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Question Let $A$ be a free abelian group of $n$ dimension and $\{a_1,\dots,a_n\}$ a set of generators of $A$.Show that $\{a_1,\dots,a_n\}$ is a $\mathbb{Z}-$basis of $A$.

Attempt It remains to show that $\{a_1,\dots,a_n\}$ is $\mathbb{Z}-$linear independent.So let $$\sum_{i=1}^nc_ia_i=0$$ for some $c_i\in\mathbb{Z}$.It would suffice to show that $c_i=0,\forall i$ but can't continue.

Is this correct so far?How could I continue?

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Assume the contrary. Let $a_1, \ldots, a_n \in A$ and $c_1, \ldots, c_n \in \mathbb{Z}$ be such that (1) $a_1, \ldots, a_n$ generate $A$; (2) $\displaystyle\sum_{i=1}^{n}c_i a_i = 0$; (3) $\displaystyle\sum_{i=1}^{n}|c_i|$ is the smallest possible (and positive). Now if exactly one of the $c_i$'s, say $c_1$, is nonzero, then $a_1=0$ and $A$ is generated by $a_2, \ldots, a_n$ (contradicting the condition on its dimension). And if at least two are, then we may assume that $0 < c_1 \leqslant c_2$ (permuting and changing signs of $a_i$'s if necessary), but then $c_1(a_1 + a_2) + (c_2-c_1)a_2+\ldots+c_n a_n=0$, and $a_1+a_2, a_2, \ldots, a_n$ still generate $A$, contradicting (3).

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We express each $a_j$ in terms of the standard generators $e_1, \ldots,e_n$ of $A$, as in $a_j=\sum_{i=1}^n u_{i,j}e_i$. Consider the square matrix $M=(u_{i,j})_{i,j=1}^n$ with the coordinate vectors. That the $a_i$ generate $A$ is equivalent to the row-rank of $M$ being $n$. But then the column-rank is $n$ as well, meaning that the columns are linearly independent (doesn't matter if we mean this over $\Bbb Q$ or over $\Bbb Z$). Hence for any vector $c=(c_i)_{i=1}^n$, $Mc=0$ implies $c=0$.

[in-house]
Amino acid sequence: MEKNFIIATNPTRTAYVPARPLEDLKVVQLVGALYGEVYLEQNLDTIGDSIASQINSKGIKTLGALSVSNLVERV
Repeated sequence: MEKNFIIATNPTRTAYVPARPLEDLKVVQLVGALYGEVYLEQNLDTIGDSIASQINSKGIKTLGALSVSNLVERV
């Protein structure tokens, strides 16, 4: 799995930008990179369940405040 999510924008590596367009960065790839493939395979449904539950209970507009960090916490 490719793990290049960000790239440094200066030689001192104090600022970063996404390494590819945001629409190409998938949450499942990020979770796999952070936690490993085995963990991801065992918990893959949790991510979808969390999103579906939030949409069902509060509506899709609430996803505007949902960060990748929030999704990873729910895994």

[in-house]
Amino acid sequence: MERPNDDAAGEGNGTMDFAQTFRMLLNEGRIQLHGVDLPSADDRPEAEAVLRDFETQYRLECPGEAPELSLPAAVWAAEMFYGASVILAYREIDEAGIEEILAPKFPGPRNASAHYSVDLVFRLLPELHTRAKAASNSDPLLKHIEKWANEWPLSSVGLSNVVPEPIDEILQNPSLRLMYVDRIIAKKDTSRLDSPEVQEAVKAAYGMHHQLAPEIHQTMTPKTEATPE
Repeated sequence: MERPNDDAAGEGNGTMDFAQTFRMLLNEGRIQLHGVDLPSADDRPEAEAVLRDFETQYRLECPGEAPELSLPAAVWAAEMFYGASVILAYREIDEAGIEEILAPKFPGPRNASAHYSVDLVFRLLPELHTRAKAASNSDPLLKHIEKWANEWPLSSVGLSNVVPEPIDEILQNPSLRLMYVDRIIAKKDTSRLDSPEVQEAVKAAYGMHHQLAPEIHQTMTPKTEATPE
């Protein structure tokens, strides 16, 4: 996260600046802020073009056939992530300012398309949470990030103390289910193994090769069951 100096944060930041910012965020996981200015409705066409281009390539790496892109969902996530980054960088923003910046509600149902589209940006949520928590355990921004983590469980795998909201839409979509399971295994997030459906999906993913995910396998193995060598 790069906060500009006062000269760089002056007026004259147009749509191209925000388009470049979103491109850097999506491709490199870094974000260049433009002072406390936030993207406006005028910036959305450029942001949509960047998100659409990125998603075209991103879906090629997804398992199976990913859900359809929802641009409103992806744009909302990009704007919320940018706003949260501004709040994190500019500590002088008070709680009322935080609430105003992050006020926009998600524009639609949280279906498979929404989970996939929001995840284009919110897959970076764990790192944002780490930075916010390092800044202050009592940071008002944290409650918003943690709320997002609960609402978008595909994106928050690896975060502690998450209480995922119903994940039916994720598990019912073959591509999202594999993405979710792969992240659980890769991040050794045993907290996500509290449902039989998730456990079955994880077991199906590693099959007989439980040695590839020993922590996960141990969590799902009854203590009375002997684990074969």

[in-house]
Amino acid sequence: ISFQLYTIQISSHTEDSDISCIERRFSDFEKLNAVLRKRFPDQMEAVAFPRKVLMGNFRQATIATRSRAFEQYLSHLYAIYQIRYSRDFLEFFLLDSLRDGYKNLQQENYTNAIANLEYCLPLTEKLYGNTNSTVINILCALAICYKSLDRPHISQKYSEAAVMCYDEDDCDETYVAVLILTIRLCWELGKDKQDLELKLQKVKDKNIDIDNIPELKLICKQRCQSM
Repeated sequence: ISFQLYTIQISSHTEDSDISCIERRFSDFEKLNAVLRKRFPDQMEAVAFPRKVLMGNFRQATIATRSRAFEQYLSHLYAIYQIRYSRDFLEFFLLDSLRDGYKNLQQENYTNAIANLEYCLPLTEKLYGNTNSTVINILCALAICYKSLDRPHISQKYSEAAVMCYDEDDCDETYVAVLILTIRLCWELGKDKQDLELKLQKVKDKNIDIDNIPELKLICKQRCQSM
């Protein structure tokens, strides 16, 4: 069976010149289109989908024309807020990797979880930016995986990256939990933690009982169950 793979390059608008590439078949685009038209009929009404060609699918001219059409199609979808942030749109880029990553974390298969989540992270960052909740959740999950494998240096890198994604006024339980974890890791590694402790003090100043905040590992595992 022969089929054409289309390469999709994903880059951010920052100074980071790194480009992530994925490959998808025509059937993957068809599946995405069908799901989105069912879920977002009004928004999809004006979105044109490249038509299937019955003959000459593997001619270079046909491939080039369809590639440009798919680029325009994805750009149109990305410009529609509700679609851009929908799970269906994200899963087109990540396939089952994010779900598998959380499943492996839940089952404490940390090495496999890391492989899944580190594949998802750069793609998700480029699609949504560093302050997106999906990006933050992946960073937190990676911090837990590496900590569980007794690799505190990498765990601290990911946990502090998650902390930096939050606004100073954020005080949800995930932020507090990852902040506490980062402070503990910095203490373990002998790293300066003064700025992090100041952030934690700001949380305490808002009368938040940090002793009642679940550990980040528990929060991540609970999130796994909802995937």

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  • $\begingroup$ Could you please explain why "That the $a_i$ generate $A$ is equivalent to the row-rank of $M$ being $n$."? $\endgroup$ – Γιάννης Παπαβασιλείου Apr 20 '18 at 16:29
  • $\begingroup$ I don't think it is equivalent. But the fact that they generate $A$ clearly implies that the row rank is $n$, which is what you need. $\endgroup$ – Derek Holt Apr 20 '18 at 17:00
  • $\begingroup$ @Derek Holt I'm sorry but I don't really get it.Why can't $\{a_i\}$ be $\mathbb{Z}-$dependent? $\endgroup$ – Γιάννης Παπαβασιλείου Apr 20 '18 at 19:33
  • $\begingroup$ It's elementary linear algebra. $n$ vectors that span a space of dimension $n$ must be linearly independent. $\endgroup$ – Derek Holt Apr 20 '18 at 19:59
  • $\begingroup$ @Derek Holt Doesn't this require a proof? (Why group elements form a space?And why this space is linear?) $\endgroup$ – Γιάννης Παπαβασιλείου Apr 21 '18 at 5:39

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